Sleeping Ariadne

Discobulus

Bust of Juno

Plaster Cast Collection

Scroll to browse highlights on view in the ICAA Cast Hall, including pieces deaccessioned from The Metropolitan Museum of Art as well as the Dick Reid Teaching Collection.

In 2004, the Metropolitan Museum of Art deaccessioned a historic collection of 120 plaster casts. The Metropolitan Museum of Art identified the ICAA as an appropriate steward of this significant collection due to the organization’s ongoing efforts to perpetuate the classical tradition in architecture and the related arts. The collection of plaster casts represents rare, high artistry in the craft of mold making and casting, and is an invaluable part of an education in traditional architecture and the allied arts. The ICAA uses the cast collection as a visual teaching aid, enabling students to view and draw from the finest examples of classical elements from masterpieces abroad. Read a brief history of the plaster cast collection.

Dick Reid is one of the world’s leading architectural artisans and restored numerous Medieval, Renaissance, and Enlightenment-era buildings in and outside of London, including the Somerset House, Windsor Castle, and the Spencer House. In 2005, Mr. Reid retired and donated the items in his shop, some of which are also visible on this page, to be used as a visual teaching aid for the ICAA.

The Plaster Cast Hall is possible thanks to the generous support of Flower Construction, Foster Reeve & Associates, and Seth Weine.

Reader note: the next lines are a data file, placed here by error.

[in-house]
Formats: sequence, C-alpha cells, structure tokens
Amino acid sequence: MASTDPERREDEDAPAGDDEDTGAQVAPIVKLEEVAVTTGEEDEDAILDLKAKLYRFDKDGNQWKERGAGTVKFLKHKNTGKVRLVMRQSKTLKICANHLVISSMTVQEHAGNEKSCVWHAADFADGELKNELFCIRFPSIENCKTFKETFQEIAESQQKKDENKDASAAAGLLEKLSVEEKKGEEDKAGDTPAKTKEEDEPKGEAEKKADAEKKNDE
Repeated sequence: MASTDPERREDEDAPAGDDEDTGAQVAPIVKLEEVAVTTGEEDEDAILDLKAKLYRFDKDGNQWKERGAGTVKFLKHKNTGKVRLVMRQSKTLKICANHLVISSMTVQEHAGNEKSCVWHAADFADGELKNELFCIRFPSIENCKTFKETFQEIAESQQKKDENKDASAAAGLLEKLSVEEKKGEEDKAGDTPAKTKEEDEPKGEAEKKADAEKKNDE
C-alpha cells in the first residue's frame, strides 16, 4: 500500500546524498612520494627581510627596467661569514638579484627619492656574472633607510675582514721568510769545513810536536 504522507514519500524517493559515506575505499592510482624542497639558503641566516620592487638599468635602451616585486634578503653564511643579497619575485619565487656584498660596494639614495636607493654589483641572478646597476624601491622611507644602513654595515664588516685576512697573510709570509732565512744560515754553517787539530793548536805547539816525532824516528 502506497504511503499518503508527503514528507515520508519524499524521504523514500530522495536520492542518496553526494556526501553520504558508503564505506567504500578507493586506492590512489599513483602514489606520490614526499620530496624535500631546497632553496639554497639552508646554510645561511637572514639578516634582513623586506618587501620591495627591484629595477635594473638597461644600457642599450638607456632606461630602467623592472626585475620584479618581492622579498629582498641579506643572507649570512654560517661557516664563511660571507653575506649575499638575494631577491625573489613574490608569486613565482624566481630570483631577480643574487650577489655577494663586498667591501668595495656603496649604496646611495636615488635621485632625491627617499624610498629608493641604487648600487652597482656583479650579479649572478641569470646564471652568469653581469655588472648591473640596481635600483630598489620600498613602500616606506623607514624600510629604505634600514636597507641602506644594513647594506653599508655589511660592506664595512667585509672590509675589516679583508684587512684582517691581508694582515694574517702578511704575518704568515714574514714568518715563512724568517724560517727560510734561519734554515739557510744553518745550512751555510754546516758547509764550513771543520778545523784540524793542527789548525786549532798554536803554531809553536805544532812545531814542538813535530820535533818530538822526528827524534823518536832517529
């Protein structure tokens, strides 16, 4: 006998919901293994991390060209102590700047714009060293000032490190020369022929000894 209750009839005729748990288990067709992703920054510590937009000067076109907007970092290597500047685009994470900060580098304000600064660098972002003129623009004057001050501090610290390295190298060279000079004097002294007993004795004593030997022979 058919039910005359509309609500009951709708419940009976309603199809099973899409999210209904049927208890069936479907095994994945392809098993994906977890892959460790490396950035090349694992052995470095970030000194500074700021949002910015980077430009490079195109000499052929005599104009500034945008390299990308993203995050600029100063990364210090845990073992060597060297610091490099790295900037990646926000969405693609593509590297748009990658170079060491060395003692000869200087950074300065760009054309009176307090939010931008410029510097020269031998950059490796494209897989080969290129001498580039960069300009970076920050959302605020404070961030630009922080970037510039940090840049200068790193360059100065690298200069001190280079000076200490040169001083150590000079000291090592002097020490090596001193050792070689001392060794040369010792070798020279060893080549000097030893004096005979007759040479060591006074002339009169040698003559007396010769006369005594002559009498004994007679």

Visiting the Collection

Highlights of the plaster cast collection are on view in the ICAA’s Cast Hall by appointment. School groups are encouraged to visit. Please email [email protected] or call 212-730-9646 × 116 to arrange a visit.  

Admission to view the collection is free. Please consider making a donation to support the collection and the ICAA's educational initiatives.

Equestrian Statue of Gattamelata by Donatello
Renaissance

This cast is of the Equestrian Statue of Gattamelata by Donatello; it is a revival of the ancient Roman type. Completed around 1450, Donatello’s statue stands triumphantly outside of the Basilica of Saint Anthony of Padua.

Provenance

The Metropolitan Museum of Art

Dimensions

40 x 20 x 50 in. (HWD)

Location:

20 West 44th Street, New York, NY

Church of San Miniato al Monte: Base with Lion's Feet
Renaissance

This cast is of a base with lion’s feet from from the Monument of Cardinal Jacopo of Portugal in the Chapel of San Giocomo in the Church of San Miniato al Monte in Florence.

Provenance

The Metropolitan Museum of Art

Dimensions

22 x 29 x 11 in. (HWD)

Location:

20 West 44th Street, New York, NY

Church of Westerkerk: Column Capital 
Renaissance

The cast of the pilaster capital comes from the Church of Westerkerk in Ekhuisen, Holland designed by Jan Terwn Aertsz. This very simple detail is painted to resemble wood.

Provenance

The Metropolitan Museum of Art

Dimensions

24 x 16 x 9 in. (HWD)

Location:

20 West 44th Street, New York, NY

Basilica di Santa Maria del Fiore: Detail from Porta della Mondorla
Renaissance